What’s all the hul­la­baloo about ECB an­nounce­ments?

Financial Mirror (Cyprus) - - FRONT PAGE -

The pres­i­dent of the Euro­pean Cen­tral Bank (ECB) re­cently an­nounced the de­ci­sions of the Gov­ern­ing Coun­cil. Var­i­ous mon­e­tary pol­icy de­ci­sions have been taken, and will be im­ple­mented in the Euro­pean eco­nomic area. Th­ese in­clude a to­tal of 6 points, all of which are aimed at com­bat­ing de­fla­tion, main­tain­ing the value of the euro, ac­cel­er­at­ing the ve­loc­ity flow of money through Europe to in­crease wages, pro­duc­tion ca­pac­ity and the like. The 6 points in­clude the fol­low­ing:

- The ECB will in­crease its as­set re­pur­chases pro­gram by EUR 20 bil­lion per month, up from EUR 60 bil­lion per month. This will com­mence in April 2016. The goal of this pol­icy is to flood the mar­ket with greater ac­cess to cap­i­tal, to in­crease spend­ing, raise in­vest­ment and al­low in­fla­tion to grad­u­ally rise. Presently, one of the ma­jor prob­lems with the Euro­pean econ­omy is de­fla­tion and Mario Draghi is in­tent on us­ing all avail­able re­sources to com­bat this prob­lem.

- On Wed­nes­day, 16 March – the same day as the Fed an­nounces its in­ter­est rate de­ci­sion – the ECB will im­ple­ment a 10-ba­sis point de­cline in the de­posit rate to 0.40%. Neg­a­tive rates are al­ready in ef­fect in coun­tries like Ja­pan, Switzer­land and Den­mark, and the goal is to dis­cour­age com­mer­cial banks from ‘park­ing’ ex­cess funds with the cen­tral bank. The the­ory is that banks will then make ad­di­tional funds avail­able to bor­row­ers, thereby spurring eco­nomic ac­tiv­ity.

- The Re-Fi rate of the Eurosys­tem will de­cline by 5-ba­sis points to 0% as from 16 March, 2016.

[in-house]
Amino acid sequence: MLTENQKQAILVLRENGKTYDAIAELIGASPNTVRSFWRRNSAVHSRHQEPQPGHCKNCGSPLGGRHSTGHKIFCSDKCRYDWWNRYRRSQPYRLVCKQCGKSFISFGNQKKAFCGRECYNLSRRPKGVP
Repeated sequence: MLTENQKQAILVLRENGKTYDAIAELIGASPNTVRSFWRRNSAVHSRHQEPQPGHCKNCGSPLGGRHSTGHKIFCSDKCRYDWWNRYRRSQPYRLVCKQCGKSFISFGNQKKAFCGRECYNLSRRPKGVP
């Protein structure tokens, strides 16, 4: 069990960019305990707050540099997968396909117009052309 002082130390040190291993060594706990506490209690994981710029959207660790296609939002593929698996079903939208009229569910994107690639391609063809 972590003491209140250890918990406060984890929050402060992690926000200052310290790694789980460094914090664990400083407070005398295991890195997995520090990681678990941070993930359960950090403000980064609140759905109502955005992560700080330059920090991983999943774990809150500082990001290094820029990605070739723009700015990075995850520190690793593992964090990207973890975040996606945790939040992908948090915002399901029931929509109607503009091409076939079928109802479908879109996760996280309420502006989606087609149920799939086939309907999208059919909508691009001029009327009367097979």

- 4 long-term Re-Fi op­er­a­tions known as (TLTRO II) with 4-year ma­tu­ri­ties will be op­er­a­tional within 3 months. The ECB an­nounced that bor­row­ing con­di­tions on th­ese TLTRO II op­er­a­tions will be as low as the pre­vail­ing in­ter­est rates at the de­posit fa­cil­i­ties.

- Also on Wed­nes­day, 16 March the rate on the MLF (Marginal Lend­ing Fa­cil­ity) will de­cline by 5-ba­sis points to a level of 0.25%.

- Among oth­ers, in­vest­ment-grade bonds (de­nom­i­nated in euros) which are is­sued by non-bank cor­po­ra­tions in the Euro­pean eco­nomic area will also be in­cluded in the avail­able as­sets that will be el­i­gi­ble for reg­u­lar pur­chases by the ECB. Mario Draghi a while back when he said he would use all pow­ers at his dis­posal to pre­vent the col­lapse of the euro and of the Euro­pean econ­omy. Sev­eral years ago, Draghi said the fol­low­ing: ‘Within our man­date, the ECB is ready to do what­ever it takes to pre­serve the euro. And be­lieve me it will be enough.’ Back in 2012 at the height of the debt cri­sis, Mario Draghi promised to do ‘what­ever it takes’ to save the eu­ro­zone from col­laps­ing. There is a great de­gree of sen­si­tiv­ity vis-a-vis the eco­nomic re­al­i­ties and chal­lenges of the re­gion. Even though Draghi made the com­ment about not an­tic­i­pat­ing fu­ture rate hikes, the truth is that the ECB will do what­ever is needed if eco­nomic con­di­tions war­rant ad­di­tional ac­tion. If growth tar­gets and the tar­geted 2% in­fla­tion rate are not be­ing at­tained, the ECB will act. The big is­sue how­ever is pre­cisely how ef­fi­ca­cious cen­tral banks are nowa­days when it comes to deal­ing with ma­jor eco­nomic crises.